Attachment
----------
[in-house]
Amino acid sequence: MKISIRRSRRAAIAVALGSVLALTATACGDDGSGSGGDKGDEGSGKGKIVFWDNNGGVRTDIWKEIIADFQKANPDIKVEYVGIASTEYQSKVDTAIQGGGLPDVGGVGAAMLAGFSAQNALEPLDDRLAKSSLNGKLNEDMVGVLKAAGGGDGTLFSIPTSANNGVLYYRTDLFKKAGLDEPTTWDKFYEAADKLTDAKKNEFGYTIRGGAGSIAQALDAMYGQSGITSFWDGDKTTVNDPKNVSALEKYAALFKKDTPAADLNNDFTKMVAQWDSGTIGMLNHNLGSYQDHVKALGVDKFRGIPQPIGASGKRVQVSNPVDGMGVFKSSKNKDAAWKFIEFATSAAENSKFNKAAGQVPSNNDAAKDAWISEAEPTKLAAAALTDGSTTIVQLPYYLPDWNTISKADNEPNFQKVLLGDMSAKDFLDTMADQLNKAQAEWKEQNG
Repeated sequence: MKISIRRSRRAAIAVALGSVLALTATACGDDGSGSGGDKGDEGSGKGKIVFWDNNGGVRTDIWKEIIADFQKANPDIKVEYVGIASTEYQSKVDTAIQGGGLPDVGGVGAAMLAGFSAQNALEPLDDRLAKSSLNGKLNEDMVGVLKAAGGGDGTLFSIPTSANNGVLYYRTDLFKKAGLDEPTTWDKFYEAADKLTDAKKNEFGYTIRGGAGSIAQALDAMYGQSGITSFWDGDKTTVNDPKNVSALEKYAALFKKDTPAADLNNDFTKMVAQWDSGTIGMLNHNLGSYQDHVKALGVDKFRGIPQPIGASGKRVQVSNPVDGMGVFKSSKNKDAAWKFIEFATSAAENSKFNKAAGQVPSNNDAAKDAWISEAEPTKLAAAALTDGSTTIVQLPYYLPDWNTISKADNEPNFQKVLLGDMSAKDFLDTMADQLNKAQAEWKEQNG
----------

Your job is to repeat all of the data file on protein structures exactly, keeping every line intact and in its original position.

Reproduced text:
[in-house]
Amino acid sequence: MKISIRRSRRAAIAVALGSVLALTATACGDDGSGSGGDKGDEGSGKGKIVFWDNNGGVRTDIWKEIIADFQKANPDIKVEYVGIASTEYQSKVDTAIQGGGLPDVGGVGAAMLAGFSAQNALEPLDDRLAKSSLNGKLNEDMVGVLKAAGGGDGTLFSIPTSANNGVLYYRTDLFKKAGLDEPTTWDKFYEAADKLTDAKKNEFGYTIRGGAGSIAQALDAMYGQSGITSFWDGDKTTVNDPKNVSALEKYAALFKKDTPAADLNNDFTKMVAQWDSGTIGMLNHNLGSYQDHVKALGVDKFRGIPQPIGASGKRVQVSNPVDGMGVFKSSKNKDAAWKFIEFATSAAENSKFNKAAGQVPSNNDAAKDAWISEAEPTKLAAAALTDGSTTIVQLPYYLPDWNTISKADNEPNFQKVLLGDMSAKDFLDTMADQLNKAQAEWKEQNG
Repeated sequence: MKISIRRSRRAAIAVALGSVLALTATACGDDGSGSGGDKGDEGSGKGKIVFWDNNGGVRTDIWKEIIADFQKANPDIKVEYVGIASTEYQSKVDTAIQGGGLPDVGGVGAAMLAGFSAQNALEPLDDRLAKSSLNGKLNEDMVGVLKAAGGGDGTLFSIPTSANNGVLYYRTDLFKKAGLDEPTTWDKFYEAADKLTDAKKNEFGYTIRGGAGSIAQALDAMYGQSGITSFWDGDKTTVNDPKNVSALEKYAALFKKDTPAADLNNDFTKMVAQWDSGTIGMLNHNLGSYQDHVKALGVDKFRGIPQPIGASGKRVQVSNPVDGMGVFKSSKNKDAAWKFIEFATSAAENSKFNKAAGQVPSNNDAAKDAWISEAEPTKLAAAALTDGSTTIVQLPYYLPDWNTISKADNEPNFQKVLLGDMSAKDFLDTMADQLNKAQAEWKEQNG